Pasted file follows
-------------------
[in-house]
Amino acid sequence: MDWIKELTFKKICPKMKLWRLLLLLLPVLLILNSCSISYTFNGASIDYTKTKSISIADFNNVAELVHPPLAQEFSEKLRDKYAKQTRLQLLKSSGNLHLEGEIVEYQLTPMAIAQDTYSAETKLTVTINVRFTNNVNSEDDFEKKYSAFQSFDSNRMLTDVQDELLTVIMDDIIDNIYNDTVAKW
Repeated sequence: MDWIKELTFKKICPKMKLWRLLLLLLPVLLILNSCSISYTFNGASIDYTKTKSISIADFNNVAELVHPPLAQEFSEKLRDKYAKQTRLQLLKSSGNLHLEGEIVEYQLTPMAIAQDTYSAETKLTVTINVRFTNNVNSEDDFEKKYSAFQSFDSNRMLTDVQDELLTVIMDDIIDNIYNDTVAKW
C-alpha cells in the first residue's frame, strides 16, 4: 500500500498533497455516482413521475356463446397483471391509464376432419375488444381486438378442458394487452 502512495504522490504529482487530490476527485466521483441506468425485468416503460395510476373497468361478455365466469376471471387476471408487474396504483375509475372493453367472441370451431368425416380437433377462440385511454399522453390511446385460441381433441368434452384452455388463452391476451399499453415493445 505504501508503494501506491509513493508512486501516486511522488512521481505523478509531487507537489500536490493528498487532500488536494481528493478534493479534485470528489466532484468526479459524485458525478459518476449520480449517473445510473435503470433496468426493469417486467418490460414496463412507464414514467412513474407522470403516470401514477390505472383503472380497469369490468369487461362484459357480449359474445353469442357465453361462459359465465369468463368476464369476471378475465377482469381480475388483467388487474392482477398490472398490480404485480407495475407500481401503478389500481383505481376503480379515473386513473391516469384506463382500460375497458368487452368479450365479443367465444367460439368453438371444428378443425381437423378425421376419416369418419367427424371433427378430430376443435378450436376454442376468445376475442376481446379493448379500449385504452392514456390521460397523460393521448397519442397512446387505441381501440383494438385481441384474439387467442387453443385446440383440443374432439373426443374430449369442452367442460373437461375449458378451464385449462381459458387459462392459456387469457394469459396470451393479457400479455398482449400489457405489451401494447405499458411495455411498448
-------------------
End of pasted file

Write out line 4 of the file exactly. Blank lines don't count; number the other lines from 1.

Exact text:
C-alpha cells in the first residue's frame, strides 16, 4: 500500500498533497455516482413521475356463446397483471391509464376432419375488444381486438378442458394487452 502512495504522490504529482487530490476527485466521483441506468425485468416503460395510476373497468361478455365466469376471471387476471408487474396504483375509475372493453367472441370451431368425416380437433377462440385511454399522453390511446385460441381433441368434452384452455388463452391476451399499453415493445 505504501508503494501506491509513493508512486501516486511522488512521481505523478509531487507537489500536490493528498487532500488536494481528493478534493479534485470528489466532484468526479459524485458525478459518476449520480449517473445510473435503470433496468426493469417486467418490460414496463412507464414514467412513474407522470403516470401514477390505472383503472380497469369490468369487461362484459357480449359474445353469442357465453361462459359465465369468463368476464369476471378475465377482469381480475388483467388487474392482477398490472398490480404485480407495475407500481401503478389500481383505481376503480379515473386513473391516469384506463382500460375497458368487452368479450365479443367465444367460439368453438371444428378443425381437423378425421376419416369418419367427424371433427378430430376443435378450436376454442376468445376475442376481446379493448379500449385504452392514456390521460397523460393521448397519442397512446387505441381501440383494438385481441384474439387467442387453443385446440383440443374432439373426443374430449369442452367442460373437461375449458378451464385449462381459458387459462392459456387469457394469459396470451393479457400479455398482449400489457405489451401494447405499458411495455411498448